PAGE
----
So when, at the end of the episode, Todd lies close to death but did, somewhere deep inside himself, want to tell or warn Patrick how serious the situation with his father has become, he said the first line of his father’s favorite poem, “Tiger, tiger.” Horrifying Jane to finally realize that since he joined the CBI to help catch killers while staying in the loop about Red John the moment he struck, his father has, among other things, managed to force a nice young firefighter, with a gentle father and a “saint” for a mother, to become a serial killer using carefully planned details that will hopefully catch Jane’s attention and curiosity. (This is sort of an act of back-engineering Jesus.) Once he announced he would help with this case, the goofy Ellis Mars showed up, doing what is basically an impersonation of Jane. But what if it was also a family resemblance? They have basically the same facial features, same “proper” accent, same preference for suits, same confidence in their ability to quickly and subtly hypnotize people they’re talking to. When Jane does a double-take, is it because he vaguely recognizes the face of an uncle, perhaps? Or just someone Alex Jane hand-selected for his resemblance to himself and Jane? By repeating the words Kristina said to him when first meeting him and sparring with him, and whatever was on the business card, Jane was definitely nearing the awful but obvious conclusion. That his life for the past few years has been a construct put in place to manipulate him. And hey! that’s what modern reality is for all of us non-insider humans (for the insiders even worse, actually).

Remember, this is a show in which Bruno Heller writes and casts his characters for their resemblance to Roman citizens 2000 years ago. William Blake is like a sportscaster commenting on it last weekend, if you think about it.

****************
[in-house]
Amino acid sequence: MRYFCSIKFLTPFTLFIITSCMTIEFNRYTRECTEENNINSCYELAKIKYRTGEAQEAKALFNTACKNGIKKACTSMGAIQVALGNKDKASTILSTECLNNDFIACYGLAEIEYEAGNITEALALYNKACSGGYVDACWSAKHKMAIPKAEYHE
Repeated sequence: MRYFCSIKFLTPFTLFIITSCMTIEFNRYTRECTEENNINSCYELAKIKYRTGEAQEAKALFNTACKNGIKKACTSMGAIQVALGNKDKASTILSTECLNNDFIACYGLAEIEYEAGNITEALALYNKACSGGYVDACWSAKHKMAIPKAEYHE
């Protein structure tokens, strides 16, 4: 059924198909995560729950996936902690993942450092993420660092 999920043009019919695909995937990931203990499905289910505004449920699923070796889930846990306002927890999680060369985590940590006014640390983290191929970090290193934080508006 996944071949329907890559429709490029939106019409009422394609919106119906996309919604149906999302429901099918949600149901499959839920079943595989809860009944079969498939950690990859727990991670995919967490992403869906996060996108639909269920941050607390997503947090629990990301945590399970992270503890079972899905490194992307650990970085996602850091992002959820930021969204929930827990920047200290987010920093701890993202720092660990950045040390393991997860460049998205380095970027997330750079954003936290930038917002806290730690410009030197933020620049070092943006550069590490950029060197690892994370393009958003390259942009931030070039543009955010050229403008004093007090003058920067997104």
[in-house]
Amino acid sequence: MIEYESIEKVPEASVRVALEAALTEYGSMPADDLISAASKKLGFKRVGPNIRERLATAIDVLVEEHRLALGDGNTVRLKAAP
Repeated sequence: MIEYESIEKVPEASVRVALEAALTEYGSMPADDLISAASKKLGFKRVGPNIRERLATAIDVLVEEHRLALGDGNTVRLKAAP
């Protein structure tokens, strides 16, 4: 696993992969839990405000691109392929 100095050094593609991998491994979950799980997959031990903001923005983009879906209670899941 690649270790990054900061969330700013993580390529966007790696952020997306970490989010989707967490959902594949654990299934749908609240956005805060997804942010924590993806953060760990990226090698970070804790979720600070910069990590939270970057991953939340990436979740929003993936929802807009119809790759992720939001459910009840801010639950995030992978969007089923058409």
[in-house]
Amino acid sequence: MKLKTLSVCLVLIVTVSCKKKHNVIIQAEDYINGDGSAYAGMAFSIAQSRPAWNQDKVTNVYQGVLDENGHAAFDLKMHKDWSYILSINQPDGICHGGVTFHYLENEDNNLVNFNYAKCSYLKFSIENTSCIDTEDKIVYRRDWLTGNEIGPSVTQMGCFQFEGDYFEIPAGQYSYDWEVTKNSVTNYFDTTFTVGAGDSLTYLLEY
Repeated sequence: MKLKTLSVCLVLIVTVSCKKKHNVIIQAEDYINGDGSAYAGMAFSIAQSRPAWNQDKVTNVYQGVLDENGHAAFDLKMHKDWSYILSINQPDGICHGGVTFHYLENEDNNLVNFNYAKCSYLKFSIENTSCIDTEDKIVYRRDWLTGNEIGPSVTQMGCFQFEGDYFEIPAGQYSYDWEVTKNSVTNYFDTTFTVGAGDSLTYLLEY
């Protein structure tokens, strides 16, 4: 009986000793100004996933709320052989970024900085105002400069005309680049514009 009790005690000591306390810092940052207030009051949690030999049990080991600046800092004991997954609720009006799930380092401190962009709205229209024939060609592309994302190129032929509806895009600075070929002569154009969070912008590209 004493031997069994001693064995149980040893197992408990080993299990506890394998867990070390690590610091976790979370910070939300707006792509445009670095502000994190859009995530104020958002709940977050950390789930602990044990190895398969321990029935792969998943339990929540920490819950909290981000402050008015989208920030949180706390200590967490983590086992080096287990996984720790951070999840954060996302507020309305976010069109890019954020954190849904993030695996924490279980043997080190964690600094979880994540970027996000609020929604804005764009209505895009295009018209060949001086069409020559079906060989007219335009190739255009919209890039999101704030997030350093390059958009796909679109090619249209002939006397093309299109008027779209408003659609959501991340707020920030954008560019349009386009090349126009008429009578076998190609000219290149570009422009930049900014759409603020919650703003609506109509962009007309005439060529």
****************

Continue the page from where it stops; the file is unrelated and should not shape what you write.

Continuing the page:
“Who was it that made you this way?” Jane asks, mirroring the question in the Tiger poem, did the hand that made wonderful Jesus make terrible Cleopatra too? The creepy thing is, of course, that the answer is Alex Jane, same monster who made you too, buddy.

But when Todd answered Jane’s question by telling him he didn’t understand him, Jane gets a bit touchy and lists off what he has figured out. Here we get a primer as to the reasons killers kill people other than their targeted or purposeful victims, just because it’s hard not to get caught when you’re a killer killing all the time.

“You killed [your girlfriend] because she was getting too clingy, she was asking too many questions about your other life, she bugged you.” I take it this is such a common problem that we don’t have to go assuming Bruno Heller or Simon Baker are actually killers who find it difficult to have longterm relationships. No, I think they just pick lovers from within the family, who are comfortable with the whole Bonny and Clyde angle. This character being a hired killer doing the ugly bidding of a serial killer, but not having the brains to pick a girlfriend who will understand and help him, rather than freak if she finds out, is pandering and patronizing. See, I used to buy all this crap, and I’m still a little BITTER about it.

Jane guesses another victim was killed because he figured out a clue and asked the seemingly innocent killer about it. So he had to be killed to hide the clue. This must also happen a lot. And if you’re a killer already...

Then Jane says that the killings weren’t timed to the moon for implied romantic or mystical reasons, but were timed to his girlfriend’s grandfather getting a check and getting drunk, giving Todd a perfect alibi. This is also a very important point for chronic killers, making sure they have alibis, that lovely little guarantee you’ll look innocent because so and so seems innocent too and will say where you were so that you couldn’t have possibly been somewhere else, specifically the place where the killing happened, when it happened. Anything can be faked, alibis, ten thousand years of supposed history, genuine charm...

It’s sad for the Atlanteans that reality leaves so many clues. I’m sure they’ve tried to solve that little problem. Becoming the experts at reading the clues is a genius move, because then they can misread the clues to their own murders and get paid for doing so!

“The whole big picture, the reason, you’ll never know...trust me, it would blow your mind...”

This is Todd’s way of telling Patrick that his father is behind everything. Just like the Atlanteans are behind everything. Yes, it sure did blow my mind. And I was what could loosely be called a highly-intelligent, highly-educated person. Nothing like finding out the 20th century was a sham run by greedy and alexithymic idiots.

Jane is shown standing by a car looking overwhelmed, trying to let go of terrible tension, and move on to the next phase involved in killing his father, Red John.